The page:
Skateboarders doff hats in show of respect


The skateboard park may be nothing more than a memory, however the young boarders who saw the facility as a second home are not about to abandon the cause.
A group of them were in the gallery for Monday’s council meeting, but were not allowed the opportunity to have a representative present their case at that time.
The collective cold shoulder by council has prompted a rebuke in the community in the form of letters to the editor and numerous comments on the T-J website and on Facebook.

Here’s one letter from reader Paula Carr.
“Strength, determination, focus and bravery: these are the traits we need to encourage in our young people,” reminds Paula.
“The next generation will need all of these and a knowledge base about our government to lead us.
“Skateboarding requires strength, determination, focus and bravery to master the sport, plus a good skateboard, expensive shoes and a tight-fitting hat. Seventy pairs of these shoes left their comfort zone Monday night and walked to city hall to find out how their municipal government operates.”
Paula continues: “They were told council would not be addressing the skateboard park that night. I am not sure of the manners required for a city meeting, but I think a cordial welcome and professional behaviour is appropriate.
“They did not go there to ask for an apology for the $130,000 spent eight years ago, which resulted in a skate park that was never satisfactory for their needs and was deemed unsafe after eight years.”
Paula observes: “Some went with their hats off (quite a statement of respect in a skateboarders’ world) and waited to see how the future plans for a new skateboard park will be handled.
“What an opportunity — young people at a city hall meeting. Politicians finally get to talk to the future voters. Parents can see their children showing responsible adult behaviour.
She closes with: “To the skateboarders who showed up, I want to say don’t give up. You will make a difference and you can help make the next park a showpiece in our community.
“To the elected officials at the city hall meeting. I want to say step back, take a minute and realize the opportunity you have been given.”
On launch day Wednesday of our new web home, the T-J test drove the spiffy polling feature with the question: “Should the mayor have allowed skateboarders to address council on Monday?”
Of the more than 40 respondents, 81% felt that would have been appropriate. Undeterred, the group of young boarders appear set to seek delegation status at a council meeting some time next month.

Should it stay or should it go?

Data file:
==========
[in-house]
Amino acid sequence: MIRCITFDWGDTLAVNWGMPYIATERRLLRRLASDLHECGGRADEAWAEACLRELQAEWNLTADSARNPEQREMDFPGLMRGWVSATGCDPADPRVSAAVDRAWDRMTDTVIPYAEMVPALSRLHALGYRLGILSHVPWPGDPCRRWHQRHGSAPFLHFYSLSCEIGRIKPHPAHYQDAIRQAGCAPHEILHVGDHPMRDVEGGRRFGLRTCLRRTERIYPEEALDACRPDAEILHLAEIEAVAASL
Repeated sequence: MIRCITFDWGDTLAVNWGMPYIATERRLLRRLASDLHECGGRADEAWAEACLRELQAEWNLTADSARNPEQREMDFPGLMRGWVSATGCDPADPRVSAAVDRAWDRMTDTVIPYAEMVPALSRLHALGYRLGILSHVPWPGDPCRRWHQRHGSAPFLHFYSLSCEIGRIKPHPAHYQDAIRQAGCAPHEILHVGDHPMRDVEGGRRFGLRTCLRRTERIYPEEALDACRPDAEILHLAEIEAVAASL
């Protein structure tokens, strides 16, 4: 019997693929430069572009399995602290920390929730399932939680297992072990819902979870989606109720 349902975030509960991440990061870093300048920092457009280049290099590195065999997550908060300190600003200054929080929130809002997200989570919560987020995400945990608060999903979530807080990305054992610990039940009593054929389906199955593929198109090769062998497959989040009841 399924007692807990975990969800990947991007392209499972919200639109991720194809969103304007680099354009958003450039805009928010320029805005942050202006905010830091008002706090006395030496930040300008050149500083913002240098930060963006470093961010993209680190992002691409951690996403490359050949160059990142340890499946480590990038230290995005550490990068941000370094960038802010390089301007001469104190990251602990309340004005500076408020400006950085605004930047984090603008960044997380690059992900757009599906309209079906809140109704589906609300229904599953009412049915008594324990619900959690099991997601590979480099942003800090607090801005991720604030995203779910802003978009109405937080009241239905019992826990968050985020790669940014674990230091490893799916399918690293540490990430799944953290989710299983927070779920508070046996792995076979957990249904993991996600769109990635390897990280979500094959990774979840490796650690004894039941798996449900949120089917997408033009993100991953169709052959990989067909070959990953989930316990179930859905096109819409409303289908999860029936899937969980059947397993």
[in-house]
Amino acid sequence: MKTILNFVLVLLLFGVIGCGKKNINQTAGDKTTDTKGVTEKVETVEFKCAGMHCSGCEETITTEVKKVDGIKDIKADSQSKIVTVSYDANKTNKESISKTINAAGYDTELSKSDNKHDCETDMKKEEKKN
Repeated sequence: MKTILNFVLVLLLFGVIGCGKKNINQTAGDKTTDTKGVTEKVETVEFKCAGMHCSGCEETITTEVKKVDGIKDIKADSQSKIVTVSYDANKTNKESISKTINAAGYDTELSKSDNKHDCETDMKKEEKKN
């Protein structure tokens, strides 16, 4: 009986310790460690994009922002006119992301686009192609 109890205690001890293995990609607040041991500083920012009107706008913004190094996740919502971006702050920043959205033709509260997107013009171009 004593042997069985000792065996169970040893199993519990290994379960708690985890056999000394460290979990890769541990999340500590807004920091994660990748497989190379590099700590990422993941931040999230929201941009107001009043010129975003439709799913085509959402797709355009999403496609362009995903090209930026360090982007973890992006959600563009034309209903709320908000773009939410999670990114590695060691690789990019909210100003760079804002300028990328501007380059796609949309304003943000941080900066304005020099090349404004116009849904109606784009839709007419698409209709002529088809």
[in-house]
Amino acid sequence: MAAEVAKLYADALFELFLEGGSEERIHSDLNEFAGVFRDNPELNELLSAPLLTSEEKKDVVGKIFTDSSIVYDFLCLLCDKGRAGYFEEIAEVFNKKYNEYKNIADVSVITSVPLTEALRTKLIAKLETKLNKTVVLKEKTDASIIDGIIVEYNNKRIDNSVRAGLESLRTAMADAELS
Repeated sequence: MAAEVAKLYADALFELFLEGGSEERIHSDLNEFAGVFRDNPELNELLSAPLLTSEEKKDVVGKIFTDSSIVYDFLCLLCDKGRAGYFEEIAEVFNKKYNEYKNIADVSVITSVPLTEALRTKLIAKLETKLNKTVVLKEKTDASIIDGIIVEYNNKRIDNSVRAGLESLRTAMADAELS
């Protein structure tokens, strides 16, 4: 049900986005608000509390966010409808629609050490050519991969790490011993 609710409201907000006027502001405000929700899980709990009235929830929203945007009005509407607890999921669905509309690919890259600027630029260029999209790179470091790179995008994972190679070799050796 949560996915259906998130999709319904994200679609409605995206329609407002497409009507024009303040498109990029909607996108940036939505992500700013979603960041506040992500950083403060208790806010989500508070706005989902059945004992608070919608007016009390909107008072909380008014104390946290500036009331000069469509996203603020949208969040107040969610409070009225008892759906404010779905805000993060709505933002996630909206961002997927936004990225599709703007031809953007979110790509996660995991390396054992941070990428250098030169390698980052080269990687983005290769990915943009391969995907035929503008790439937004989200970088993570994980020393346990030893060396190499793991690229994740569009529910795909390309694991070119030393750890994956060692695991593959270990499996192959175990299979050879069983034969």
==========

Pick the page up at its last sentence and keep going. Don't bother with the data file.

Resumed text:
The question of what to do with the annual Iron Horse Festival is again before city council, pitting festival organizers against downtown merchants.

The August event may be good for attracting visitors downtown, but does little for the tills in retail outlets along Talbot Street, according to merchants.
A poll on the T-J website has added little clarity to the debate that has flared up on several occasions over the lifespan of the festival.
As of Friday afternoon, only 58% of respondents were in favour of keeping the festival on Talbot Street. The remainder either wanted the games, rides and booths moved elsewhere (22%) or weren’t in love with the Iron Horse Festival at all (20%).
Over on our Facebook page, it’s a different story, with passionate support for the summer blast.
As an example, Kathy Cornish-Cedar enthuses: “Absolutely!! Give businesses an opportunity to be part of the festival by opening their doors and spilling onto the sidewalks. Both businesses and the festival can WIN! It is important for the festival to stay on Talbot, it is part of the atmosphere and very important!”
As always, your input is important to us and with our new home on the web and growing community on Facebook, it just got a whole lot easier.

A big oopsie in the treasury department at city hall dealing with 2011 remuneration and expenses for the mayor and members of council.
We printed the totals in this corner last week, based on a report presented to council. However, that document failed to fully account for the benefits package available to our municipal officials.
Aldermen Gord Campbell, Dave Warden and Sam Yusuf are listed as receiving $2,000 in lieu of the benefits package. The remaining members of council did not have the $4,675.77 city cost of the non-statutory benefits package included in their total remuneration.
So, here is the new remuneration for those five individuals: Mayor Heather Jackson, $64,230; Tom Johnston, $26,671; Mark Cosens, $26,630; Jeff Kohler, $25,675;and Lori Baldwin-Sands, $23,774.
That now puts Messrs. Campbell, Warden and Yusuf at the bottom end of the remuneration scale.

“It would still be a community festival and it would, hopefully, take away the arguments that we’re receiving more and more from business owners that say this is affecting their businesses in a negative way.”
Ald. Gord Campbell, who suggested during Monday’s council meeting the possibility of moving the Iron Horse Festival to the downtown rail corridor from its long-time home on Talbot Street.

City Scope appears every Saturday in the Times-Journal. Questions and comments may be emailed to

City Scope appears every Saturday in the Times-Journal. Questions and comments may be emailed to

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